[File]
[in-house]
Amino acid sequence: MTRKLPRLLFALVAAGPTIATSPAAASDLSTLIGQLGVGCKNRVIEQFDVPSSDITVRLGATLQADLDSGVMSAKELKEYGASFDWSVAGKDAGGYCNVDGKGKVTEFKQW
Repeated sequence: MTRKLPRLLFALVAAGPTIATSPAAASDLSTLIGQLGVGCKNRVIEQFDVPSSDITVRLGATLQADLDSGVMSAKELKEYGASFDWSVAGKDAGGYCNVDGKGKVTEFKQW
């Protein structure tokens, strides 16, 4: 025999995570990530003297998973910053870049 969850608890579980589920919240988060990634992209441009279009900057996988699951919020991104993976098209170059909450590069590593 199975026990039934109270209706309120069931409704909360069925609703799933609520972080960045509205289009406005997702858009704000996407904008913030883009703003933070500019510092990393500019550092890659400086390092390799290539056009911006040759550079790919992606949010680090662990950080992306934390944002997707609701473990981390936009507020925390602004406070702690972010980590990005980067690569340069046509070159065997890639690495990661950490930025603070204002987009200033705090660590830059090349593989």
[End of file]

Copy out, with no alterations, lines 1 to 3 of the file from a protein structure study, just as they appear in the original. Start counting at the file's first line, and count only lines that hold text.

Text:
[in-house]
Amino acid sequence: MTRKLPRLLFALVAAGPTIATSPAAASDLSTLIGQLGVGCKNRVIEQFDVPSSDITVRLGATLQADLDSGVMSAKELKEYGASFDWSVAGKDAGGYCNVDGKGKVTEFKQW
Repeated sequence: MTRKLPRLLFALVAAGPTIATSPAAASDLSTLIGQLGVGCKNRVIEQFDVPSSDITVRLGATLQADLDSGVMSAKELKEYGASFDWSVAGKDAGGYCNVDGKGKVTEFKQW